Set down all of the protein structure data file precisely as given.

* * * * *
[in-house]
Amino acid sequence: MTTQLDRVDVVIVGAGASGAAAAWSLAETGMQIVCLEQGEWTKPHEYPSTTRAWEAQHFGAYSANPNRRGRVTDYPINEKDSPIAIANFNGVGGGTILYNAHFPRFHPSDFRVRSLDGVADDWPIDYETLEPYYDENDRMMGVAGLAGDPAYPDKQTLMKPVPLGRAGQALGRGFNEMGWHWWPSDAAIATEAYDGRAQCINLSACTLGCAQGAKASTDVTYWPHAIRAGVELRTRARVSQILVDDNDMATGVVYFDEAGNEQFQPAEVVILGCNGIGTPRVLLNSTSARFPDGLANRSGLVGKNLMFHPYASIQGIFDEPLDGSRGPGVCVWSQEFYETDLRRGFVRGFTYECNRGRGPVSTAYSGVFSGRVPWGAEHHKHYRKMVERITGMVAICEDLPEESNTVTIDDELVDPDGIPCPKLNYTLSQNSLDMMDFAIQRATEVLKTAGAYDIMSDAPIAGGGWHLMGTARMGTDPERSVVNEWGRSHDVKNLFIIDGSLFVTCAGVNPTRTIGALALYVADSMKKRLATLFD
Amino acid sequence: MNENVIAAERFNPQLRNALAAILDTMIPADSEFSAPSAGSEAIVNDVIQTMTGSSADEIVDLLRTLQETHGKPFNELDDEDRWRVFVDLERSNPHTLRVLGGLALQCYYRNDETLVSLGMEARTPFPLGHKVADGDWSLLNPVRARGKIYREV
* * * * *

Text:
[in-house]
Amino acid sequence: MTTQLDRVDVVIVGAGASGAAAAWSLAETGMQIVCLEQGEWTKPHEYPSTTRAWEAQHFGAYSANPNRRGRVTDYPINEKDSPIAIANFNGVGGGTILYNAHFPRFHPSDFRVRSLDGVADDWPIDYETLEPYYDENDRMMGVAGLAGDPAYPDKQTLMKPVPLGRAGQALGRGFNEMGWHWWPSDAAIATEAYDGRAQCINLSACTLGCAQGAKASTDVTYWPHAIRAGVELRTRARVSQILVDDNDMATGVVYFDEAGNEQFQPAEVVILGCNGIGTPRVLLNSTSARFPDGLANRSGLVGKNLMFHPYASIQGIFDEPLDGSRGPGVCVWSQEFYETDLRRGFVRGFTYECNRGRGPVSTAYSGVFSGRVPWGAEHHKHYRKMVERITGMVAICEDLPEESNTVTIDDELVDPDGIPCPKLNYTLSQNSLDMMDFAIQRATEVLKTAGAYDIMSDAPIAGGGWHLMGTARMGTDPERSVVNEWGRSHDVKNLFIIDGSLFVTCAGVNPTRTIGALALYVADSMKKRLATLFD
Amino acid sequence: MNENVIAAERFNPQLRNALAAILDTMIPADSEFSAPSAGSEAIVNDVIQTMTGSSADEIVDLLRTLQETHGKPFNELDDEDRWRVFVDLERSNPHTLRVLGGLALQCYYRNDETLVSLGMEARTPFPLGHKVADGDWSLLNPVRARGKIYREV